When I think about the things I wish I'd done a better job with today, it's making clear we're paying full price to AMC and every other theater, except for a small group of theatres that are working in close partnership with us. Because I was startled by the impact on their stock. We probably do as much business in a year as they do in four hours, and yet the investment community thought that somehow we were going to impact the largest theater operator in the world? It just.. we've either got a lot of credibility in getting really big, or it was just one more thing to be concerned about, or I didn't make it clear that we're paying AMC full price.
AMC is going to grow as a result of this, especially given those slow months coming up, September and October are some of the slowest months vintage garden iphone case in the theater business, and our subscriber base surge is going to get people to go to AMC theaters, What better time to take advantage of someone else footing your bill? It baffles me, I've been in the retail business for a long time, and it's a science, It's the same thing they said about Redbox., How in the world can you afford to rent a movie for a dollar a night when Blockbuster is charging $5 for a rental?..
It's all about utilization, about technology, about efficiency. If we can get people to the theaters more often and make the studios more money, we believe they'll share the revenue and profits. We're putting millions of dollars on the line to prove that we can be a valuable member of the moviegoing ecosystem.. and in advance we're not asking for a single cent. We're going to deliver more and more business at the same price.. and when it becomes more interesting, we want to talk about sharing in your incremental profits.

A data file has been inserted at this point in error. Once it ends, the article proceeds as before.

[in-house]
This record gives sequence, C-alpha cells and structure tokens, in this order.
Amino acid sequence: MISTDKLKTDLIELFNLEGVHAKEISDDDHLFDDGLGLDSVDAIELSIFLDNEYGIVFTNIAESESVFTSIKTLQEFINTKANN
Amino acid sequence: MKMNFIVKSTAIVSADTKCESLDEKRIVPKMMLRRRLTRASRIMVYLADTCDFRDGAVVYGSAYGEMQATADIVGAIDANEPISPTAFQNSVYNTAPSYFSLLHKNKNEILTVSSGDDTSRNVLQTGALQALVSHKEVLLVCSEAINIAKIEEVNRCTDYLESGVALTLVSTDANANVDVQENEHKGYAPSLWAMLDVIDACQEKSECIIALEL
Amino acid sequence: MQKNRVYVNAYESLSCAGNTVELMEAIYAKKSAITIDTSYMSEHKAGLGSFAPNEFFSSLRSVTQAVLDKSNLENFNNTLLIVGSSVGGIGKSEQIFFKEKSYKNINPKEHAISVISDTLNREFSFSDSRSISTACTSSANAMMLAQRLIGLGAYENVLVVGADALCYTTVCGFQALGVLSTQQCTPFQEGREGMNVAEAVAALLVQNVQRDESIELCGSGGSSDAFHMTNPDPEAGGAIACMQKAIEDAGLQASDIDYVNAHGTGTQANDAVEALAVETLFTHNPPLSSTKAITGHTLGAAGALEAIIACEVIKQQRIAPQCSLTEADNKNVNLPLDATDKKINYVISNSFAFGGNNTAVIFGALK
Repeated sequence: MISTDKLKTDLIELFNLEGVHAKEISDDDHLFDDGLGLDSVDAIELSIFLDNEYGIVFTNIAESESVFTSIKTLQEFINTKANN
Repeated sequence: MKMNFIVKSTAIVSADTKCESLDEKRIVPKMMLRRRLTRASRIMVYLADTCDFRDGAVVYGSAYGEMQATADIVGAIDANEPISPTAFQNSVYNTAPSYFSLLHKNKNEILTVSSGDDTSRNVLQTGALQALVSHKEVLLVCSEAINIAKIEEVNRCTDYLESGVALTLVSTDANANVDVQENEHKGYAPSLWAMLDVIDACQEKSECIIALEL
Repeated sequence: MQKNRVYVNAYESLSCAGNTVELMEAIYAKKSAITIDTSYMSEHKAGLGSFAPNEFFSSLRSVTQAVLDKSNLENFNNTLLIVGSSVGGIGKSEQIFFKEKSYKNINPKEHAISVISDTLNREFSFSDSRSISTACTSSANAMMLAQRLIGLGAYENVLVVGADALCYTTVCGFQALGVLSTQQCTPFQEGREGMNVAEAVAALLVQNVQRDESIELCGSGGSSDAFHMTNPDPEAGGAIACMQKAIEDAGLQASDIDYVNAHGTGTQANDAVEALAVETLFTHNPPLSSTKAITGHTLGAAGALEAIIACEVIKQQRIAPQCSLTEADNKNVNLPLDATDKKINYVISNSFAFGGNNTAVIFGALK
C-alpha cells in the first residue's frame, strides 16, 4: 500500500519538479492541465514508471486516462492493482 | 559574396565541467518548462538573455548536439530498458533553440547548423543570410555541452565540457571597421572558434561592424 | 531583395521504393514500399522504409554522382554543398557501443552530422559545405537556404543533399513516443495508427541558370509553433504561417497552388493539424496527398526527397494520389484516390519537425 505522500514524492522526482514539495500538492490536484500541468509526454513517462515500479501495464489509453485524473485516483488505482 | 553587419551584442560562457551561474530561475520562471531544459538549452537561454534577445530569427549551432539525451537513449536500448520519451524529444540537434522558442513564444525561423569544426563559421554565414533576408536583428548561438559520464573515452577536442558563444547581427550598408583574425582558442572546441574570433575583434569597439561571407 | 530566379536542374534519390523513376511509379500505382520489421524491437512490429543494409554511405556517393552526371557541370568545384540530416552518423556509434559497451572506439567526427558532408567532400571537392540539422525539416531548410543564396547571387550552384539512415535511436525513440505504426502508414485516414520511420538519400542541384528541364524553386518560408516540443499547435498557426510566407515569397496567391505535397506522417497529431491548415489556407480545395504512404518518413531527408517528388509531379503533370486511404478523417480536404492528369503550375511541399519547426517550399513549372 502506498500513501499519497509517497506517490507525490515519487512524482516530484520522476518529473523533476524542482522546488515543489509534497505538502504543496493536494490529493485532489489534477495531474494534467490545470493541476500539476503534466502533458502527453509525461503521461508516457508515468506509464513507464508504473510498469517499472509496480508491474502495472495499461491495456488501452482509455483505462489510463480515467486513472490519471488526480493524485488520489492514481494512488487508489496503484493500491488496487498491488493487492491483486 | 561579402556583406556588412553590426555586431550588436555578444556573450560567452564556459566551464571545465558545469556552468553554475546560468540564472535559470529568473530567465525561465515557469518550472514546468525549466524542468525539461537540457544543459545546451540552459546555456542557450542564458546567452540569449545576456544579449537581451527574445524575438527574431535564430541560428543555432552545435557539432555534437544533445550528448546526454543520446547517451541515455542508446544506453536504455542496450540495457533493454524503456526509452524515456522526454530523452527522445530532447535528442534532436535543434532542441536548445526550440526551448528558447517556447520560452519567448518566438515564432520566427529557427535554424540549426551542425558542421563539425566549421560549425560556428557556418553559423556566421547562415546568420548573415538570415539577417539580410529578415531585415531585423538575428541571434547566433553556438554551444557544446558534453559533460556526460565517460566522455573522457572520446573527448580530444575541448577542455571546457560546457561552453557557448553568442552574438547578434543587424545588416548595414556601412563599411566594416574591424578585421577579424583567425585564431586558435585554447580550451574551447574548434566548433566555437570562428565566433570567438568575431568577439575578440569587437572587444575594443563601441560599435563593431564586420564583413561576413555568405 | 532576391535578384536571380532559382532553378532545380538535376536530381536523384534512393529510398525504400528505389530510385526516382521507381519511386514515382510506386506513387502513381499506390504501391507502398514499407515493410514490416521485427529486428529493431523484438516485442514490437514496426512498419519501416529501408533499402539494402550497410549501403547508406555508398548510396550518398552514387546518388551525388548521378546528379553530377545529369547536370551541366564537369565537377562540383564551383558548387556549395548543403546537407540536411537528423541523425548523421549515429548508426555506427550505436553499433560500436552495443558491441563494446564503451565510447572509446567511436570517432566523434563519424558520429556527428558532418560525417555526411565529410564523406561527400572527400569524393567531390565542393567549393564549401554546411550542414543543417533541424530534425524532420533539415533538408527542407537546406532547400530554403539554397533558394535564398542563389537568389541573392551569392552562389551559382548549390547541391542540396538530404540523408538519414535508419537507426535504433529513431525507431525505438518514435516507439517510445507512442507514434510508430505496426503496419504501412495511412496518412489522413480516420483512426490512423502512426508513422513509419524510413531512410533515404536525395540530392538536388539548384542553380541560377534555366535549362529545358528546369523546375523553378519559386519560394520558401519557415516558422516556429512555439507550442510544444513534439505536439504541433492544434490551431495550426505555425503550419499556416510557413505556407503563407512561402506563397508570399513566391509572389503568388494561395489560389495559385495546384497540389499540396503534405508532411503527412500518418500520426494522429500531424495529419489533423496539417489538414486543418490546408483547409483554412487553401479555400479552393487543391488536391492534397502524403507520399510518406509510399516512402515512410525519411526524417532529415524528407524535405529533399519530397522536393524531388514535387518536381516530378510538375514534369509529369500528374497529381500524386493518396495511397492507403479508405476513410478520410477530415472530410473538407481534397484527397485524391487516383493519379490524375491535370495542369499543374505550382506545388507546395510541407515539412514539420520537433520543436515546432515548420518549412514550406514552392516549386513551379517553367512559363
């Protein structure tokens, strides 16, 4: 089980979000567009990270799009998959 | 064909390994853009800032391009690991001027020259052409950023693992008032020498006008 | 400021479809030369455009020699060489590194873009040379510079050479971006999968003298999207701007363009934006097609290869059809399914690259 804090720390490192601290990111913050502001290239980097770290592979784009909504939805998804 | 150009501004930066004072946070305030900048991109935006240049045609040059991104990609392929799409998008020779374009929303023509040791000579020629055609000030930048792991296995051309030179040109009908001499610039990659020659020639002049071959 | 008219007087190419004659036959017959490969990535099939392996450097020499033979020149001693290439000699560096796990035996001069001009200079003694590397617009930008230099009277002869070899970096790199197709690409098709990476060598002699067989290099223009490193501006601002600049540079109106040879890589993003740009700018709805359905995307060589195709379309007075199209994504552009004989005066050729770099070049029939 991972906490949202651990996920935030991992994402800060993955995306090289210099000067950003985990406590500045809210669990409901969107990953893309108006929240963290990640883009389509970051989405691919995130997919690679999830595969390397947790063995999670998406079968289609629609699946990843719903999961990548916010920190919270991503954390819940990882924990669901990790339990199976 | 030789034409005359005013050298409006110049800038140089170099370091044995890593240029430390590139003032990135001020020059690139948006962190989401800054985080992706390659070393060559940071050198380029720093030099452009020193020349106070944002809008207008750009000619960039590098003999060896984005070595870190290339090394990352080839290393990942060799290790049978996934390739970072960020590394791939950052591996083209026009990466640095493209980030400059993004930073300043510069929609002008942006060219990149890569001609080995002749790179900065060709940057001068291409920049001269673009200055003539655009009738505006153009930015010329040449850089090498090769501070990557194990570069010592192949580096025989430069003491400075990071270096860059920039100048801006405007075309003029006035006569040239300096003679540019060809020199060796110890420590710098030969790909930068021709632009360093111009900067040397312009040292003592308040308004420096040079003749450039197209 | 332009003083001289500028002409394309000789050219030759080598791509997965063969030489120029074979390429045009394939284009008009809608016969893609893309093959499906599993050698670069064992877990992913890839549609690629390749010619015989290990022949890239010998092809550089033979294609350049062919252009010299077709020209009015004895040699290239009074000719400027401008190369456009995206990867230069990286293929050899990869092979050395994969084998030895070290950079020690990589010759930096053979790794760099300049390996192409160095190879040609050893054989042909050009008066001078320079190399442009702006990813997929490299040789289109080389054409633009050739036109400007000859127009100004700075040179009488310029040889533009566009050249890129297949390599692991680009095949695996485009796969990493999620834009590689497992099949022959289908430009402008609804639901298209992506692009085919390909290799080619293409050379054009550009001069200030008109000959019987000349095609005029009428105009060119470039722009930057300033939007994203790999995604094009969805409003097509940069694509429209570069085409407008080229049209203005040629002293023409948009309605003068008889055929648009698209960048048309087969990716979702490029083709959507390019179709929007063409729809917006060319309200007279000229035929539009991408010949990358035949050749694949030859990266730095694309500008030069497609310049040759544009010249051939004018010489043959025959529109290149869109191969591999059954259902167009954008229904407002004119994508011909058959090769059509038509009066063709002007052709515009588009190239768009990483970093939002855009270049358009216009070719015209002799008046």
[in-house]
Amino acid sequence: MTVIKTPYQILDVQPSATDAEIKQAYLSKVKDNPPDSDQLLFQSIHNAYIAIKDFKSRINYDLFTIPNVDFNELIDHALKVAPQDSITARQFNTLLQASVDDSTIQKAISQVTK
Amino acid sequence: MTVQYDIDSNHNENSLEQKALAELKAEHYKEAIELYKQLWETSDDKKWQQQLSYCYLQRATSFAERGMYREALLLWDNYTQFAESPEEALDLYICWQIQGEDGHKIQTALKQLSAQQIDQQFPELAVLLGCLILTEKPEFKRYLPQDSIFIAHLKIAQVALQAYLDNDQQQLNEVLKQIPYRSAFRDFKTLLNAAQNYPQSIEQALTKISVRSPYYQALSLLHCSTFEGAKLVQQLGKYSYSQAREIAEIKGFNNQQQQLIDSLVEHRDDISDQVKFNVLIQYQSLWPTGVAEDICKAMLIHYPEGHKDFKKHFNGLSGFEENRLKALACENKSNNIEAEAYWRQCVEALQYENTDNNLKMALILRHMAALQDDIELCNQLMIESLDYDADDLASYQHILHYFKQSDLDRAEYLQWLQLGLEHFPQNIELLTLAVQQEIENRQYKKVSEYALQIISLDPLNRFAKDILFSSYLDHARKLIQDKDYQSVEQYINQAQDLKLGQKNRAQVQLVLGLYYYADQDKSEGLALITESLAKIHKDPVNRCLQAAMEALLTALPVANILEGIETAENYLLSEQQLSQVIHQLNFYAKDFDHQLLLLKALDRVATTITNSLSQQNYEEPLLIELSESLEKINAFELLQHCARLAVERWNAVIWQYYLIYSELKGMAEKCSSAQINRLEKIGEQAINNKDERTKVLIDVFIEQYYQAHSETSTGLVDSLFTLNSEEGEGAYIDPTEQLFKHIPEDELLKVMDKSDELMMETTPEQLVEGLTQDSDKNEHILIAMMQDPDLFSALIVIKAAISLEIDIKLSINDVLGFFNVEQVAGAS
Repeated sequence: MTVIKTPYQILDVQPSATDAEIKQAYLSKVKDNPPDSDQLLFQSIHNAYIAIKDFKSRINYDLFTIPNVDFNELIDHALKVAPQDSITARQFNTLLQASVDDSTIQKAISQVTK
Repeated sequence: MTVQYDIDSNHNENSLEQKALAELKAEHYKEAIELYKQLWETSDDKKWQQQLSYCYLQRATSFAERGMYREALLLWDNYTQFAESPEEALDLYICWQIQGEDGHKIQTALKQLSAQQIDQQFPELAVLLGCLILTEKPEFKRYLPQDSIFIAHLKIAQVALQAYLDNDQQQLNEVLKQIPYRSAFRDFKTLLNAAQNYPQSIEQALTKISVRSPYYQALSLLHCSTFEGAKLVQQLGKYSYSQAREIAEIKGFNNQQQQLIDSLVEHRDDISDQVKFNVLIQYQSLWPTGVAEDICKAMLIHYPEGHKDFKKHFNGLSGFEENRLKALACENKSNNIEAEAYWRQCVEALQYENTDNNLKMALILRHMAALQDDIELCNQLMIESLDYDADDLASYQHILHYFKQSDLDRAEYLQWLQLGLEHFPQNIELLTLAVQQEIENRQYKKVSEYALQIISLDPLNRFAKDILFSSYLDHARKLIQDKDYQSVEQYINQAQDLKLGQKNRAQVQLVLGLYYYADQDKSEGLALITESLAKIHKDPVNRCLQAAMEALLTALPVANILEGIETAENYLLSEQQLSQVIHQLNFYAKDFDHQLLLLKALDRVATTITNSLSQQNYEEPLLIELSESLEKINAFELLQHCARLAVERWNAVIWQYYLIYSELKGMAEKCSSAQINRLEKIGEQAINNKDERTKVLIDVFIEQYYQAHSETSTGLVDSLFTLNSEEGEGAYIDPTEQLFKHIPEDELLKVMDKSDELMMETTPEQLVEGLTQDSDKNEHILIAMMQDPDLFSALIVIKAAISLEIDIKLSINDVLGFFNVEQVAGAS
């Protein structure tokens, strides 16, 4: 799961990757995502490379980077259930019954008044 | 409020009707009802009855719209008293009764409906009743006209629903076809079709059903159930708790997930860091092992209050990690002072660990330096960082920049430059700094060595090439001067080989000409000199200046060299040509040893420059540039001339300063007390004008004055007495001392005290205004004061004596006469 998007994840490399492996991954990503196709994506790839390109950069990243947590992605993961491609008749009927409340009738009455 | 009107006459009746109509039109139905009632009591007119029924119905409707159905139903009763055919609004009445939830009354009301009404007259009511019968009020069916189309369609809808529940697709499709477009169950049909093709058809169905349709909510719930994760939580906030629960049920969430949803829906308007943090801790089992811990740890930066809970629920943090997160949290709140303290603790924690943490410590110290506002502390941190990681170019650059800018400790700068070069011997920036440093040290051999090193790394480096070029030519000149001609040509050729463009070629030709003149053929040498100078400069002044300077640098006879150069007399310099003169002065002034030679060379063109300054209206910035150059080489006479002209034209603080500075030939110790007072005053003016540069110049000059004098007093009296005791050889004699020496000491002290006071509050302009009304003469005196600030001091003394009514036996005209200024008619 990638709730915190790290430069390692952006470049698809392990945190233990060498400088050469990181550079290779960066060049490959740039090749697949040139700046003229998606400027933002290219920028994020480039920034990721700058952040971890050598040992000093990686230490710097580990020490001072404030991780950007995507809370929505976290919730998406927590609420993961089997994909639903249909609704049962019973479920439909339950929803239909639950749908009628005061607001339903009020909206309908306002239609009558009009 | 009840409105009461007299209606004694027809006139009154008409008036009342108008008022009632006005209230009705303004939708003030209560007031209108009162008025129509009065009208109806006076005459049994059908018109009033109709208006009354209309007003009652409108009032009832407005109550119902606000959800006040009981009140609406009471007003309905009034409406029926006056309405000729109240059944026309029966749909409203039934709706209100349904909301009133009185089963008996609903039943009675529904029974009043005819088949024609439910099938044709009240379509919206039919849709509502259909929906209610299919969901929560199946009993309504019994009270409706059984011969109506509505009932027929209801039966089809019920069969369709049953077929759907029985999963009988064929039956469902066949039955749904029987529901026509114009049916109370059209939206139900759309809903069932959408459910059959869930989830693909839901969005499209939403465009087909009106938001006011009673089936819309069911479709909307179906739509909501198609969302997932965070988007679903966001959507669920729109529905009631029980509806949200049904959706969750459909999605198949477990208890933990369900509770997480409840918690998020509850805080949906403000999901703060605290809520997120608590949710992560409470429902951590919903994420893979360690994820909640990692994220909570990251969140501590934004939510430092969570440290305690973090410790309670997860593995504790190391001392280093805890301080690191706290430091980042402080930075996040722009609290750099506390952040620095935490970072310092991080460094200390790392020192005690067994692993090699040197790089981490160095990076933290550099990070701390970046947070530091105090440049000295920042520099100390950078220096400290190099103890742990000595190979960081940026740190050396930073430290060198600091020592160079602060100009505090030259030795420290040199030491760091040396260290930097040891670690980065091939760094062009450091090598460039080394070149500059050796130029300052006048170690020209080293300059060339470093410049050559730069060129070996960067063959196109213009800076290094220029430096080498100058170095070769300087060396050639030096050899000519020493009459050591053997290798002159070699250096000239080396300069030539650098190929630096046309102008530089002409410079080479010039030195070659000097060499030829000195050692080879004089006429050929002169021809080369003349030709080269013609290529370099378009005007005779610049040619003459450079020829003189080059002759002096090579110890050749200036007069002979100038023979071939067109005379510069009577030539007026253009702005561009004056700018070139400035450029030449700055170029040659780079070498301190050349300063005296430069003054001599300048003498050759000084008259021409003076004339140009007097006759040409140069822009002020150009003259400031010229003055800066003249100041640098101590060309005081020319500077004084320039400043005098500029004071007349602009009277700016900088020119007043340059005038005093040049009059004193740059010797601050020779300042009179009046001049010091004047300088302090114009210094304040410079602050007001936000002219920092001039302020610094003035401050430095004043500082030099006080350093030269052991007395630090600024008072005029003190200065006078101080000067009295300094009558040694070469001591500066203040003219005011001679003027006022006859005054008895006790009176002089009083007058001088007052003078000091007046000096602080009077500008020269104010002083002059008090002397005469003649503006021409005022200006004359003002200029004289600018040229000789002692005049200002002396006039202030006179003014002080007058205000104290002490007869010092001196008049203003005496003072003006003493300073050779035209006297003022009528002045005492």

When we started Netflix (in the vintage garden iphone case by-mail days), we realized we had more demand for hit titles than we could satisfy, so we went to the studios and said, "Give us three times the copies for twice the price." They said, "Why should we do that?" So Netflix went out and bought its own movies at three times the norm and showed the studios that revenue sharing could maximize their returns., and now today everyone is on revenue sharing, It became the norm, They could absolutely do it, I've never been afraid of competition, When we launched Netflix, Blockbuster kept saying they could do it, We actually tried to sell half of the company to Blockbuster, and they said, "Why would we do this? We can just build it ourselves." And they did, but billions of dollars later, they closed down, Eventually, they opened 10,000 Blockbuster Express kiosks, and they failed..
It definitely makes it easier for the AMCs of the world to offer their own service. The downside for a significant number of consumers is that if you don't use AMC all the time, the service will be less valuable than a service like ours when you can go to any theater. I've spent the last year -- since I invested in this company and became CEO -- testing out various pricing models and looking at consumer behavior, seeing who the different prices attract. Our primary subscriber is someone who, today, is only going to between 3 and 6 movies a year, and now they'll go to between 6 and 9 instead. I think you can do that math: Divide 9 into $120. Or even divide 12 into $120, and you start to understand there's a small percentage of people who'll get an amazing deal, go to 20 movies a month and tell everybody how amazing it is, but the average consumer we're getting is going 3 to 6 times and now will go 6 to 12 times a year.
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